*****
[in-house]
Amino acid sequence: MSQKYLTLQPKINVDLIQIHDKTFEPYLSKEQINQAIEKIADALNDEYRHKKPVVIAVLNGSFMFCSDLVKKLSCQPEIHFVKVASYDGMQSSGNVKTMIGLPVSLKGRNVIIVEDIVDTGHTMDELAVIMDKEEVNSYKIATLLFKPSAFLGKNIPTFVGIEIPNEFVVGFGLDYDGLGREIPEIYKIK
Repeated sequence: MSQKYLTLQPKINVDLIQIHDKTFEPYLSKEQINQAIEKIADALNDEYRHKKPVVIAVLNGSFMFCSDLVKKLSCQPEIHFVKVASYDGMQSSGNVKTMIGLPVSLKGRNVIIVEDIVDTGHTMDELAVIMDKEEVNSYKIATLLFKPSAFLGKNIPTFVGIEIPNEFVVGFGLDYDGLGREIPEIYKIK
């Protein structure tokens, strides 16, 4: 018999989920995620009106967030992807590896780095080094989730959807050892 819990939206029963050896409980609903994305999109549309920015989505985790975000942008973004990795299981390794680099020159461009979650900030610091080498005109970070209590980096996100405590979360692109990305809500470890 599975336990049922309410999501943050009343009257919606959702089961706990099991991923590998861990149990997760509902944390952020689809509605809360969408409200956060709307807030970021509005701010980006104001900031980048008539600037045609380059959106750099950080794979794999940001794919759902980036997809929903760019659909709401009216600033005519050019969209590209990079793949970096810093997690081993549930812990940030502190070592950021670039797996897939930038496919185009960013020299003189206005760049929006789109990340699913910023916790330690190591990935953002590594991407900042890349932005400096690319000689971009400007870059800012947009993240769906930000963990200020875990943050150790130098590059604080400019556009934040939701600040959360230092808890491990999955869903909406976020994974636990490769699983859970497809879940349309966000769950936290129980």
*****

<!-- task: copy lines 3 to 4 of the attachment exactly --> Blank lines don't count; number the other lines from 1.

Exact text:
Repeated sequence: MSQKYLTLQPKINVDLIQIHDKTFEPYLSKEQINQAIEKIADALNDEYRHKKPVVIAVLNGSFMFCSDLVKKLSCQPEIHFVKVASYDGMQSSGNVKTMIGLPVSLKGRNVIIVEDIVDTGHTMDELAVIMDKEEVNSYKIATLLFKPSAFLGKNIPTFVGIEIPNEFVVGFGLDYDGLGREIPEIYKIK
């Protein structure tokens, strides 16, 4: 018999989920995620009106967030992807590896780095080094989730959807050892 819990939206029963050896409980609903994305999109549309920015989505985790975000942008973004990795299981390794680099020159461009979650900030610091080498005109970070209590980096996100405590979360692109990305809500470890 599975336990049922309410999501943050009343009257919606959702089961706990099991991923590998861990149990997760509902944390952020689809509605809360969408409200956060709307807030970021509005701010980006104001900031980048008539600037045609380059959106750099950080794979794999940001794919759902980036997809929903760019659909709401009216600033005519050019969209590209990079793949970096810093997690081993549930812990940030502190070592950021670039797996897939930038496919185009960013020299003189206005760049929006789109990340699913910023916790330690190591990935953002590594991407900042890349932005400096690319000689971009400007870059800012947009993240769906930000963990200020875990943050150790130098590059604080400019556009934040939701600040959360230092808890491990999955869903909406976020994974636990490769699983859970497809879940349309966000769950936290129980």